When defining and characterizing a product in a product design process, there are two different types of product’s attributes that have to be considered – the Hard-Attributes and the Soft-Attributes. These two attributes are radically different in nature. Not distinguishing between them and treating them evenly is a common mistake. This article describes the differences between these two types of attributes and explains how to properly manage each of them.
What is the difference between hard and soft attributes of a product?
Hard-Attributes are objective and measurable, and have to do principally with the functioning and performance of a product; for example, strength, speed, weight, and price. They are mainly the purview of engineers.
In contrast, Soft-Attributes are subjective and emotional. They are described using words like attractive, young; sporty, pleasant, and feminine, and cannot be quantified or measured by objective means. For the most part, these attributes have to do with the character of the product and its user-experience. Soft-Attributes are mainly the purview of industrial designers.
Let’s look, for example, at an electric kettle for home usage. The product’s main Hard-Attributes are more or less obvious – the performance, weight, cost, and main features are all relatively easy to define, as well as to measure and test. Defining the kettle’s Soft-Attributes is a different story – how are its appearance and character defined? Does it need to be robust or feminine? Elegant or “young”? Let’s say that we’ve reached the conclusion that an elegant look is the most appropriate. How do we transform elegant into form, material, and color? Are silver curved lines more elegant than red straight lines? Are delicate details more elegant than “heavy” details?
For the Hard-Attributes, the product characterization and the product design relationships are direct and clear. If the product is not strong enough, we should use stronger materials or make a stronger design. If a product is too heavy, we have to reduce materials or components, or use lighter materials.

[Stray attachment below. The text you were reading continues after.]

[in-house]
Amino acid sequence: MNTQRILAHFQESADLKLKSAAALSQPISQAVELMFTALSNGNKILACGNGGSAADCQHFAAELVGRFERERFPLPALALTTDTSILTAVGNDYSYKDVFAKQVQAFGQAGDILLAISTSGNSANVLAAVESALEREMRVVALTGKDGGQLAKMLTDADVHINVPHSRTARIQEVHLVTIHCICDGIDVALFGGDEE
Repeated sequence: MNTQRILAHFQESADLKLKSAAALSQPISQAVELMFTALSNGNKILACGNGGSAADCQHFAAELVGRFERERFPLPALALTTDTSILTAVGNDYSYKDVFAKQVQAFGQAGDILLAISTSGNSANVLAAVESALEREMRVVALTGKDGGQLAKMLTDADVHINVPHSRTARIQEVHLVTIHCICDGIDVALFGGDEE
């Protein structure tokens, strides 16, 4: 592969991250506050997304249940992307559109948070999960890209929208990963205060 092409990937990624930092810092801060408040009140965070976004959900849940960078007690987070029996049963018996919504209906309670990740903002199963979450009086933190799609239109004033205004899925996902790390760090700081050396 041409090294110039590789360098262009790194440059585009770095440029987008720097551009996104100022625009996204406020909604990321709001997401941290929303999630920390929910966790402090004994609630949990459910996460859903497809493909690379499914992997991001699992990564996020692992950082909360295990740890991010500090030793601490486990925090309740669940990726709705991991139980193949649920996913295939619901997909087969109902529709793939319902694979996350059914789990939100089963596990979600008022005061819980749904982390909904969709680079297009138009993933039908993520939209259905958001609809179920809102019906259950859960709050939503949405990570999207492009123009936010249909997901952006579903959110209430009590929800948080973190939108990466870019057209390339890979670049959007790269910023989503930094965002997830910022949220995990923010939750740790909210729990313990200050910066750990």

The Soft-Attributes, however, are much more complicated to manage because there is no direct connection between the “problem” and the solution. There are no “rules” of how to make more elegant kettle or a stronger feminine look.
The Hard-Attributes are objective – they are above time, place, culture, and personal opinion. The Soft-Attributes are exactly the opposite – they are subjective and very much depend on time, place, culture, and personal opinion. Therefore, these two types of attributes should be managed using totally different methods and with totally different tools.
The differences between the two types of product’s attributes
How do you manage a product’s hard and soft attributes in a product design process?
- Make sure to distinguish between and to separate the two types of attributes.
- The Hard-Attributes have a Natural-Scientific nature; use Natural-Scientific methods and tools to manage and measure them.
- The Soft-Attributes have Social-Scientific nature; use Social-Scientific methods and tools to manage and measure them. (I’ll go into such methods details in one of my next posts.)
- Soft-Attributes are much vaguer and difficult to manage, yet, they are crucial to the product’s success. Don’t rely on solely free intuition for making Soft-Attributes decisions.
- In most consumer products, the Soft-Attributes become the product’s character and its compelling selling points, so consider them accordingly.
- Yet, the best Soft-Attributes cannot cover poor Hard-Attributes performances, which are the basics of a product.
Hard-Attributes define the product’s “infrastructure” – abilities, performances, and reliability. The Soft-Attributes define the product’s front – user-experience, character, and look & feel. The balance between the two can be different in different products, but any good product must consider them both in totally separate and different manners.